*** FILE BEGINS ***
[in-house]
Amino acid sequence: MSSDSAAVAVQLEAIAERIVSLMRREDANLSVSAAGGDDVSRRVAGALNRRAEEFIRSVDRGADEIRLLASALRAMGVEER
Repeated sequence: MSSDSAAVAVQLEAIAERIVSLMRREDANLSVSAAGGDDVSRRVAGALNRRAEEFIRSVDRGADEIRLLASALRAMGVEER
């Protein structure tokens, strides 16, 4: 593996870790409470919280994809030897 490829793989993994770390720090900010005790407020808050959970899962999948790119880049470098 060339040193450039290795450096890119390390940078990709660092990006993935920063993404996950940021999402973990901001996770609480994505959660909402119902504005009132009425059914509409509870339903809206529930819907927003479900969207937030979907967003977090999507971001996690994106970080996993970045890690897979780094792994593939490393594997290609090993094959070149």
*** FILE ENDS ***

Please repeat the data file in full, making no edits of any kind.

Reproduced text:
[in-house]
Amino acid sequence: MSSDSAAVAVQLEAIAERIVSLMRREDANLSVSAAGGDDVSRRVAGALNRRAEEFIRSVDRGADEIRLLASALRAMGVEER
Repeated sequence: MSSDSAAVAVQLEAIAERIVSLMRREDANLSVSAAGGDDVSRRVAGALNRRAEEFIRSVDRGADEIRLLASALRAMGVEER
């Protein structure tokens, strides 16, 4: 593996870790409470919280994809030897 490829793989993994770390720090900010005790407020808050959970899962999948790119880049470098 060339040193450039290795450096890119390390940078990709660092990006993935920063993404996950940021999402973990901001996770609480994505959660909402119902504005009132009425059914509409509870339903809206529930819907927003479900969207937030979907967003977090999507971001996690994106970080996993970045890690897979780094792994593939490393594997290609090993094959070149």